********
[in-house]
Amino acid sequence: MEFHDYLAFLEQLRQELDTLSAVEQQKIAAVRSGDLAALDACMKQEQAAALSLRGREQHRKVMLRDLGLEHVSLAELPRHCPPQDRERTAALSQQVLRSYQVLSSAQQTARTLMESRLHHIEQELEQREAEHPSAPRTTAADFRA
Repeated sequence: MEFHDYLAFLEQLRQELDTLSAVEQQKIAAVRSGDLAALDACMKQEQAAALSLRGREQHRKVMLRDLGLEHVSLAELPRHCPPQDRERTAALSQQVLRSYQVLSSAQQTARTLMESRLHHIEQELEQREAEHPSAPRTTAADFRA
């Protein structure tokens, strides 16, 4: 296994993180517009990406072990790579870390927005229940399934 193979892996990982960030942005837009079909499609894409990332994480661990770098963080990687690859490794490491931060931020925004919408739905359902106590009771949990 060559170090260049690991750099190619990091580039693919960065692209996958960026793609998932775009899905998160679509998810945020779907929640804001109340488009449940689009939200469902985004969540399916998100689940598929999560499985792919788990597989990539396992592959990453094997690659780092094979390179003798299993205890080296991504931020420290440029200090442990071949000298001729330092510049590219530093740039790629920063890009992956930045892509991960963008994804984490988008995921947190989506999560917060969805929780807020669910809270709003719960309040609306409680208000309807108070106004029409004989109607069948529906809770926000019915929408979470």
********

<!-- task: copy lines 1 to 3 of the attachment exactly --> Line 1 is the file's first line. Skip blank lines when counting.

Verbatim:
[in-house]
Amino acid sequence: MEFHDYLAFLEQLRQELDTLSAVEQQKIAAVRSGDLAALDACMKQEQAAALSLRGREQHRKVMLRDLGLEHVSLAELPRHCPPQDRERTAALSQQVLRSYQVLSSAQQTARTLMESRLHHIEQELEQREAEHPSAPRTTAADFRA
Repeated sequence: MEFHDYLAFLEQLRQELDTLSAVEQQKIAAVRSGDLAALDACMKQEQAAALSLRGREQHRKVMLRDLGLEHVSLAELPRHCPPQDRERTAALSQQVLRSYQVLSSAQQTARTLMESRLHHIEQELEQREAEHPSAPRTTAADFRA